De BRY, Johann Theodor, (1560-1623) and Johann Israel de Bry (1565-1609). Part III, Plate 29, How a Horrible and Brutal Great Bear Ripped Apart Two of Our Journeymen. From the "Little Voyages"

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Plate XXIX, Wie ein erschrectlicher grausamer
From Part III of Johann Theodor de Bry (1561-1623) and Johann Isreal de Bry's (1565-1609) Orientalische Indien (“Little Voyages”), Dritter Theil indiae orientalis...Frankfurt: 1599 (first edition)
Engraving with original, early 17th century hand color heightened with gold on laid paper; paper dimensions: approximately: 11 1/2 x 7 1/2 inches
Printed by Matthias Becker
van Groesen 52

On September 6, 1595, during his second journey in search of a passage to Asia, Barents called at States Island, a small island south of Vaygach. At this point they were well on their passage through Vaygach, in search of the Tartar Sea (or Kara Sea).

On States Island two of Barents' men searched for rock-crystal, which they called 'gold pebbles' (see the man with tool in the foreground). One of them was attacked from behind by a bear. The other did not notice  at first and asked calmly what the problem was. By then it was too late - the polar bear had killed its prey and started to tear him to pieces. Others rushed to their aid but were unable to stop the bear from attacking another from the group and dragging him off. One of their comrades was devoured alive before their eyes. Their first reaction was to flee, which we see in the middle of the illustration. Three of the Dutch tried to save their fellow seaman, or to kill the bear in any event. We see this in the fore- ground of the engraving. The illustration depicts two separate scenes therefore, just as in a comic book. After a long fight, and after two men had already been killed  by  the bear,  the beast  was finally overpowered. The only triumph was his hide, which was brought on board to take with them to Amsterdam. The bodies of the two men were buried on States Island.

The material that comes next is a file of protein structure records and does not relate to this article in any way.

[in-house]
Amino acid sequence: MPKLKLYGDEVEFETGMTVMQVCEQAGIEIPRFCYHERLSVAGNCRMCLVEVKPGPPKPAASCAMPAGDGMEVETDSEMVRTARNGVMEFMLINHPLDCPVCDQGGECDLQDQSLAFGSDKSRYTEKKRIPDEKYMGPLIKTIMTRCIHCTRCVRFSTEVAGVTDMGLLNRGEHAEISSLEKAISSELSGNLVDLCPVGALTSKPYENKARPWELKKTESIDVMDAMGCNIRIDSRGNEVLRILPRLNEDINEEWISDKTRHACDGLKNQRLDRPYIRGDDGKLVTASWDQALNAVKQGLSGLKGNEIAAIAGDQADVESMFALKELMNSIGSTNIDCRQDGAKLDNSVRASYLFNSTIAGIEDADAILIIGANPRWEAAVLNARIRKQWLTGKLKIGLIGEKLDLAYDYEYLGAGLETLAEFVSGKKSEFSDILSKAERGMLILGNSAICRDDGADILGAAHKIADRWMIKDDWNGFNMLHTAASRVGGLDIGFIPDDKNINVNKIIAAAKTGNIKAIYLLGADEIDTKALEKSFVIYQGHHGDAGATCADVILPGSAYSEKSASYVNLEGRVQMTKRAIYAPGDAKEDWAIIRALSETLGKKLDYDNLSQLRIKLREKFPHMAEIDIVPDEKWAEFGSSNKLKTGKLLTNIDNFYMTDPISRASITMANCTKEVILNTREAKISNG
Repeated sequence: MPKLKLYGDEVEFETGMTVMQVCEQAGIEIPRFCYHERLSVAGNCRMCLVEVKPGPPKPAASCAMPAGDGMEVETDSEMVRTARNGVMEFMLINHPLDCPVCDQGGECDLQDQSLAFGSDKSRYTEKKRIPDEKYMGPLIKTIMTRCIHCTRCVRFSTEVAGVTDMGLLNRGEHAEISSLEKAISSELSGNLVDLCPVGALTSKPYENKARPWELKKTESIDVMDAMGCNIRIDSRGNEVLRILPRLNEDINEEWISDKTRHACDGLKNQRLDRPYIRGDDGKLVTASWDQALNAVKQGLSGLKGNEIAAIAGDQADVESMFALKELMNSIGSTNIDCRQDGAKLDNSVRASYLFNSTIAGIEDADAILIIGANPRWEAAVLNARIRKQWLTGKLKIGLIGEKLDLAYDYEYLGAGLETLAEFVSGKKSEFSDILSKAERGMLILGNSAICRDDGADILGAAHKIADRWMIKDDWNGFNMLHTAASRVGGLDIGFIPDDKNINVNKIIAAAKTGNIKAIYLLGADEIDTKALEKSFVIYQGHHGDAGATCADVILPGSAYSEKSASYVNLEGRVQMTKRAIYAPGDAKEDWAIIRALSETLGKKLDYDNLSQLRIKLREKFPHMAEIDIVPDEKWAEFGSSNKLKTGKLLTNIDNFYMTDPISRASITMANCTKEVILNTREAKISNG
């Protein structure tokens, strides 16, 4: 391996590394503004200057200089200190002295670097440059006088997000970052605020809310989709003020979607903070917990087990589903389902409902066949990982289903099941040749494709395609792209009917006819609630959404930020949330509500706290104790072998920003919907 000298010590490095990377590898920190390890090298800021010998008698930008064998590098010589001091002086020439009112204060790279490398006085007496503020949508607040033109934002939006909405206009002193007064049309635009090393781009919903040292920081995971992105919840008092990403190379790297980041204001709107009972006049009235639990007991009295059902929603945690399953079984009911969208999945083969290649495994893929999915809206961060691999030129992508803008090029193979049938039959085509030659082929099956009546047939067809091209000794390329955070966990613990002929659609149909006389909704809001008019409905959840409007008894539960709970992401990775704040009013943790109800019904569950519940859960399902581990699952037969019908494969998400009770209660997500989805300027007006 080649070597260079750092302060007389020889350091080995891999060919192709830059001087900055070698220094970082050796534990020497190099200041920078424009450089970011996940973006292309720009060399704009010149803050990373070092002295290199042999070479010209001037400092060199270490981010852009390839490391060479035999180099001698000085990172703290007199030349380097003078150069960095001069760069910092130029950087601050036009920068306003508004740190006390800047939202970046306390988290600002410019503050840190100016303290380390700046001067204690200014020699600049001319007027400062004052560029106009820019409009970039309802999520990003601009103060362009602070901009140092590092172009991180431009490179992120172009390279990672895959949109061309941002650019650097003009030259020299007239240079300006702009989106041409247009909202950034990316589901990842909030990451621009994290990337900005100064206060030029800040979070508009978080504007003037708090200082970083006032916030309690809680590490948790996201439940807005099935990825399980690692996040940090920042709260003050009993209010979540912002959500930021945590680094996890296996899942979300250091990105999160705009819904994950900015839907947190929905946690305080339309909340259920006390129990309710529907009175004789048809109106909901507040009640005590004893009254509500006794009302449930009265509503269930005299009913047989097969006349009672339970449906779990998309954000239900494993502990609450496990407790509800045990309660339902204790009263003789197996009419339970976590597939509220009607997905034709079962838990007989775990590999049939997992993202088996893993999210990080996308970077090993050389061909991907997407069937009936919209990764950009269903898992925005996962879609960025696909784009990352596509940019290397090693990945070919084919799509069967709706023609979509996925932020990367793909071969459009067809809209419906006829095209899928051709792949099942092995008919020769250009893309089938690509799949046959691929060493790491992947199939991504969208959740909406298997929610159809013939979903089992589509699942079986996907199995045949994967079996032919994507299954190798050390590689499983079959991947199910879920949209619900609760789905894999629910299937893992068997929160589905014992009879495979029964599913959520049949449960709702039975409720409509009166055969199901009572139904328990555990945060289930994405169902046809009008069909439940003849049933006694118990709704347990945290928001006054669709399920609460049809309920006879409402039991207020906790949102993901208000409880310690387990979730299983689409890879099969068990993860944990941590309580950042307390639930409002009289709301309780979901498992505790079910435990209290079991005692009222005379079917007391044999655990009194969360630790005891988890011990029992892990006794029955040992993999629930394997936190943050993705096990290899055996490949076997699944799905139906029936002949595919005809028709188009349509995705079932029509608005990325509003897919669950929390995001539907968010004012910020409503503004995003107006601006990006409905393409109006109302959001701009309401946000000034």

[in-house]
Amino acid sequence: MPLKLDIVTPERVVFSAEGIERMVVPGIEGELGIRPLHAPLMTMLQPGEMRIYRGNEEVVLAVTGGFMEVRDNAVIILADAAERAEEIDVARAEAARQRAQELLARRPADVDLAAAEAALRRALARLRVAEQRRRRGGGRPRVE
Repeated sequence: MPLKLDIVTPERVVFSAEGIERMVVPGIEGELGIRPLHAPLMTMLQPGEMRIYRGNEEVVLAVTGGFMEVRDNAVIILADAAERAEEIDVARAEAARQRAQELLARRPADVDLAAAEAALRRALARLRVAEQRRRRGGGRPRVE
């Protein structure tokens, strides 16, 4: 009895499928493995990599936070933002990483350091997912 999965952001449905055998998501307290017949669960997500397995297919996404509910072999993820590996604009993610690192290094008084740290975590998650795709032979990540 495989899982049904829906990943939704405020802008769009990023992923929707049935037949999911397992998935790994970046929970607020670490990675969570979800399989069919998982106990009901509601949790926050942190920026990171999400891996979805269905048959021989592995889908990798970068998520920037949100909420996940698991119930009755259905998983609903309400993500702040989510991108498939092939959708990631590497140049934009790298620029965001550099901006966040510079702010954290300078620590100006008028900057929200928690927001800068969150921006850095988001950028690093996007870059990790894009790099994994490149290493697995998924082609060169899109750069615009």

In the background we see the seven ships that set off on the second attempt to reach Asia via the North Pole: two from Amsterdam, two from Zeeland, two from Enkhuizen and one from Rotterdam. On September 15, just over a week after the incident with the hungry bears, Barents decided to start the return journey to the Dutch Republic because of the advancing ice. He had first planned to spend the winter there in order to immediately continue to Asia in the spring, but the other captains did not agree with this plan. There was much division among the men and disheartened they turned their ships homeward, separately.*

Title: How a horrible and brutal great bear ripped apart two of our journeymen